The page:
(bb) If the employee is a part-time employee in one of the successive employments, is injured in that employment, but as a result of the injury also incurs loss of income from other successive employments, that employee shall be entitled to benefits computed by determining wages under the provisions of this Subsection using his hourly rate in employment at the time of injury and using the total hours worked for all employers of the part-time employee, but not to exceed his average, actual weekly hours worked or forty hours weekly, whichever is less.

(v) For an employee in seasonal employment, his annual income divided by fifty-two.

(aa) For purposes of this Subparagraph, seasonal employment shall be any employment customarily operating only during regularly recurring periods of less than forty-four weeks annually.

(bb) If the employee was not engaged in the seasonal employment more than one year prior to the accident, his annual income shall be the average annual income of other employees of the same or most similar class working in the same or most similar employment for the same employer or, in the event that the employee was the only individual engaged in that specific employment, then his annual income shall be the average annual income of other employees of the same or most similar class working for a neighboring employer engaged in the same or similar employment.

(b) Monthly wages. If the employee is paid on a monthly basis, his monthly salary multiplied by twelve then divided by fifty-two.

(c) Annual wages. If the employee is employed at an annual salary, his annual salary divided by fifty-two.

(d) Other wages. If the employee is employed on a unit, piecework, commission, or other basis, his gross earnings from the employer for the twenty-six week period immediately preceding the accident divided by the number of days the employee actually worked for the employer during said twenty-six week period and multiplied by the average number of days worked per week; however, if such an employee has worked for the employer for less than a twenty-six week period immediately preceding the accident, his gross earnings from the employer for the period immediately preceding the accident divided by the number of days the employee actually worked for the employer during said period and multiplied by the average number of days worked per week.

(e) Exceptions. For municipal police officers, additional compensation paid by the state pursuant to R.S. 40:1667.3 shall not be included in the calculation and computation of total salary or average weekly wage to the extent such officer continues to receive such additional compensation during the period of his disability.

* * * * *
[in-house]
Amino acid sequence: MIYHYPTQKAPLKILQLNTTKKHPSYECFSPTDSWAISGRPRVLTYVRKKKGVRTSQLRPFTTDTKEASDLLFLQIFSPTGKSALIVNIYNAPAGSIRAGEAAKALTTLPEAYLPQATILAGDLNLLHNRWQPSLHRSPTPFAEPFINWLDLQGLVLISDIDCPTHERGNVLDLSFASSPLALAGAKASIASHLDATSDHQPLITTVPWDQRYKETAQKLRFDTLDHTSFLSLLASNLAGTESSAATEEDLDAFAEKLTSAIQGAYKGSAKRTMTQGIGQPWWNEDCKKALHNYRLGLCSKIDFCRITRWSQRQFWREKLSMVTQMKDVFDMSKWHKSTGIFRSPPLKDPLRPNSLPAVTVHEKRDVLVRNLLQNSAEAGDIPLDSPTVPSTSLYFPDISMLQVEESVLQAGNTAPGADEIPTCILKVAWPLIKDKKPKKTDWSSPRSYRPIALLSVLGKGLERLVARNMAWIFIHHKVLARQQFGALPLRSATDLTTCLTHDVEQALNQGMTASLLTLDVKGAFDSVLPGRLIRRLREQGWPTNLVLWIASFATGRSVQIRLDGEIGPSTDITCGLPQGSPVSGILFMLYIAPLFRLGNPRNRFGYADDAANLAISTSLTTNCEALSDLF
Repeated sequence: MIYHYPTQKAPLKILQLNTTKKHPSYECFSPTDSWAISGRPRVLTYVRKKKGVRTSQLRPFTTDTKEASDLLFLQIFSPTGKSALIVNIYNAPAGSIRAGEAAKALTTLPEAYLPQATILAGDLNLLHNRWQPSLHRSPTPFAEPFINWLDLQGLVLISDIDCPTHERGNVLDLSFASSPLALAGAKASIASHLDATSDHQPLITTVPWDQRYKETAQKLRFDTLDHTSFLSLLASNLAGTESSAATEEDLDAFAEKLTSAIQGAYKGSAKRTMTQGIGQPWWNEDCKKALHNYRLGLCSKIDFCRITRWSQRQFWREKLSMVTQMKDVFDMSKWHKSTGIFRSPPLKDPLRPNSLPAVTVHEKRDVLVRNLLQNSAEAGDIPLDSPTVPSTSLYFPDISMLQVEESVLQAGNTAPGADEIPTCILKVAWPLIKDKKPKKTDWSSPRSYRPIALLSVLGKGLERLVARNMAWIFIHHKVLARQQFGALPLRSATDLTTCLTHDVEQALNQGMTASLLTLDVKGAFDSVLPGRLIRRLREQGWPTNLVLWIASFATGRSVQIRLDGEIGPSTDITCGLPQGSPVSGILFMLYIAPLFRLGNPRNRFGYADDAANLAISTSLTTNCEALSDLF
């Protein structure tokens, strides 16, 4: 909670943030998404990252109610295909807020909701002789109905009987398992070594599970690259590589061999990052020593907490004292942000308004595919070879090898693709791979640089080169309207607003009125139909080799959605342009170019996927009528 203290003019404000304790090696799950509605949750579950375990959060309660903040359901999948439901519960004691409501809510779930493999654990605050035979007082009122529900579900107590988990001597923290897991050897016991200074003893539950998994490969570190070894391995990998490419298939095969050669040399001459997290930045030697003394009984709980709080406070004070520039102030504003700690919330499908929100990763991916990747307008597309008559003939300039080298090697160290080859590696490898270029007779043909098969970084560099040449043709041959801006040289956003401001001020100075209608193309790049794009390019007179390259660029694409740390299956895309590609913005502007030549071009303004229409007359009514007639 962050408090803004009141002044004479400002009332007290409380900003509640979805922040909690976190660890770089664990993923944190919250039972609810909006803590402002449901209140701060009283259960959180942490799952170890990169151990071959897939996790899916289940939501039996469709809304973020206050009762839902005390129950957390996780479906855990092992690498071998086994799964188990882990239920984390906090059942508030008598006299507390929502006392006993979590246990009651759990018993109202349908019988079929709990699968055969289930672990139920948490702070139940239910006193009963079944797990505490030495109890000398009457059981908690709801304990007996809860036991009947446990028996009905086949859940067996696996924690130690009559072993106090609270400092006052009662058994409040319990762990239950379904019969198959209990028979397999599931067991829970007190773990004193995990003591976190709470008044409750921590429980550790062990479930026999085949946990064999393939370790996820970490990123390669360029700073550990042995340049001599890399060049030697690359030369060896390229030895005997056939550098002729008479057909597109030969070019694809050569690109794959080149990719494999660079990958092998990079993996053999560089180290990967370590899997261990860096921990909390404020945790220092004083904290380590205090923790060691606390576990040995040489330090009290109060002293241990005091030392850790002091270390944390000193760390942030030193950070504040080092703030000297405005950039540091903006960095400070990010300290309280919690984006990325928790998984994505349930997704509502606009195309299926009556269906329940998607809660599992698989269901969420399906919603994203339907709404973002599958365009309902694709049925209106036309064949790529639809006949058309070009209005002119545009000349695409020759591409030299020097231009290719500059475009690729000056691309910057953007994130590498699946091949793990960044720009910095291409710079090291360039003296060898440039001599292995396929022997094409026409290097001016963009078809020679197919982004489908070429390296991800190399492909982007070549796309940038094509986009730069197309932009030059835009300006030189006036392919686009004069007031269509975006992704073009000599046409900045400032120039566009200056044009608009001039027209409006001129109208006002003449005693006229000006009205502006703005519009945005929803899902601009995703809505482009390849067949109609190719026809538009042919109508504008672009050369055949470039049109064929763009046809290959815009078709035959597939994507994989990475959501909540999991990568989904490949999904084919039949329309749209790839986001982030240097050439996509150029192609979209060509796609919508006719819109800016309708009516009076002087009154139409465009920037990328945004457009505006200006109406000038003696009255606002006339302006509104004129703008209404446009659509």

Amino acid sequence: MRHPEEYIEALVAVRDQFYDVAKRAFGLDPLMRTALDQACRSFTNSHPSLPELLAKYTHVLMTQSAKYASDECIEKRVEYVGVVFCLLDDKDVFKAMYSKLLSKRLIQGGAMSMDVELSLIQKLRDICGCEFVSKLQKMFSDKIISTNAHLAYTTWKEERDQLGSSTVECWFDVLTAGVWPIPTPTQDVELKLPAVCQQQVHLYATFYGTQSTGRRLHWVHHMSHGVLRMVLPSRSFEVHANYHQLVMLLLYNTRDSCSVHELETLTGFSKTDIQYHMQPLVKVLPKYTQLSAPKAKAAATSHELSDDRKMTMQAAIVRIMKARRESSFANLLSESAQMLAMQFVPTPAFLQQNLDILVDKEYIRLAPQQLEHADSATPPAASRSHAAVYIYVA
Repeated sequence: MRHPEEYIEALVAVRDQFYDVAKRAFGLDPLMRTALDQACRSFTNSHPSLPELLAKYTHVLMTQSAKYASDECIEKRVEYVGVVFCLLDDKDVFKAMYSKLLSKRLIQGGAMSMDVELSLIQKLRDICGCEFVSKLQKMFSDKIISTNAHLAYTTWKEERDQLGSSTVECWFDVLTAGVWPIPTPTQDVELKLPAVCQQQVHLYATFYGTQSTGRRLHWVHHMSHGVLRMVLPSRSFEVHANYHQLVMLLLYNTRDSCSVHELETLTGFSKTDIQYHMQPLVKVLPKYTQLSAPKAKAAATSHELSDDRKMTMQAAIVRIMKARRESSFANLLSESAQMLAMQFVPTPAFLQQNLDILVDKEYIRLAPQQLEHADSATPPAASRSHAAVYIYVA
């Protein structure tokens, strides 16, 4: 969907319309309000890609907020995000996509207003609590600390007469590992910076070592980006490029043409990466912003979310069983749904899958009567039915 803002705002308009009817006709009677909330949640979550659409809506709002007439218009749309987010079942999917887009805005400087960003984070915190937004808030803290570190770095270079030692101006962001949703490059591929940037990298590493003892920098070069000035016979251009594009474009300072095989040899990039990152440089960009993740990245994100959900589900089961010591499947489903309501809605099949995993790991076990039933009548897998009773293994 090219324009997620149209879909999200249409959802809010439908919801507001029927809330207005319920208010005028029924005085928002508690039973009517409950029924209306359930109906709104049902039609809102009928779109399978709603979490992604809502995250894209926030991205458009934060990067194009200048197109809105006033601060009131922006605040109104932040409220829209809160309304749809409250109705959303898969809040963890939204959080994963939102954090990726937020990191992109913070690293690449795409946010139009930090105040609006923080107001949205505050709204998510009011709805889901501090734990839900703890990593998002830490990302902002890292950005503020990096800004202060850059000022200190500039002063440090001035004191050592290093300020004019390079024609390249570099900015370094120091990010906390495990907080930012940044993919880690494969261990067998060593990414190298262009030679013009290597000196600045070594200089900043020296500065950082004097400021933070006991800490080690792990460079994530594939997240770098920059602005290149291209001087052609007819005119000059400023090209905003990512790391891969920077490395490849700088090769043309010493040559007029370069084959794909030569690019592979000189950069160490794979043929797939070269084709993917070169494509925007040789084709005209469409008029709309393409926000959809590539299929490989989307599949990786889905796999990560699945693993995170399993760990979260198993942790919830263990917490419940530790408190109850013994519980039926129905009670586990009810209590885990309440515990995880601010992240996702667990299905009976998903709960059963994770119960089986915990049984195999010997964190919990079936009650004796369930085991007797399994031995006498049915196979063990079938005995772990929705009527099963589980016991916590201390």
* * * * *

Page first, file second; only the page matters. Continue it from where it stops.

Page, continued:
(f) Income tax. In the determination of “wages” and the average weekly wage at the time of the accident, no amount shall be included for any benefit or form of compensation which is not taxable to an employee for federal income tax purposes; however, any amount withheld by the employer to fund any nontaxable or tax-deferred benefit provided by the employer and which was elected by the employee in lieu of taxable earnings shall be included in the calculation of the employee’s wage and average weekly wage including but not limited to any amount withheld by the employer to fund any health insurance benefit provided by the employer and which was elected by the employee in lieu of taxable earnings shall be included in the calculation of the employee’s wage and average weekly wage.

(g) Date of accident. In occupational disease claims the date of the accident for purposes of determining the employee’s average weekly wage shall be the date of the employee’s last employment with the employer from whom benefits are claimed or the date of his last injurious exposure to conditions in his employment, whichever date occurs later.

Amended by Acts 1968, Ex. Sess., No. 25, §1; Acts 1975, No. 583, §1, eff. Sept. 1, 1975; Acts 1983, 1st Ex. Sess., No. 1, §§1, 6; eff. July 1, 1983; Acts 1987, No. 396, §1; Acts 1987, No. 494, §1; Acts 1988, No. 938, §1, eff. Jan. 1, 1989, and July 1, 1989; Acts 1989, No. 260, §1, eff. Jan. 1, 1990; Acts 1989, No. 454, §1, eff. Jan. 1, 1990; Acts 1991, No. 468, §1; Acts 1991, No. 565, §1; Acts 1993, No. 928, §2, eff. June 25, 1993; Acts 1995, No. 1137, §1, eff. June 29, 1995; Acts 1997, No. 423, §1; Acts 1997, No. 536, §1; Acts 1997, No. 1172, §4, eff. June 30, 1997; Acts 1999, No. 751, §1; Acts 1999, No. 1309, §5, eff. Jan. 1, 2000; Acts 2001, No. 288, §2; Acts 2001, No. 486, §2, eff. June 21, 2001; Acts 2001, No. 546, §1; Acts 2001, No. 1014, §§1 and 2, eff. June 27, 2001; Acts 2004, No. 26, §10; Acts 2004, No. 188, §1, eff. June 10, 2004; Acts 2004, No. 561, §1; Acts 2013, No. 337, §1; Acts 2014, No. 158, §§3 and 7.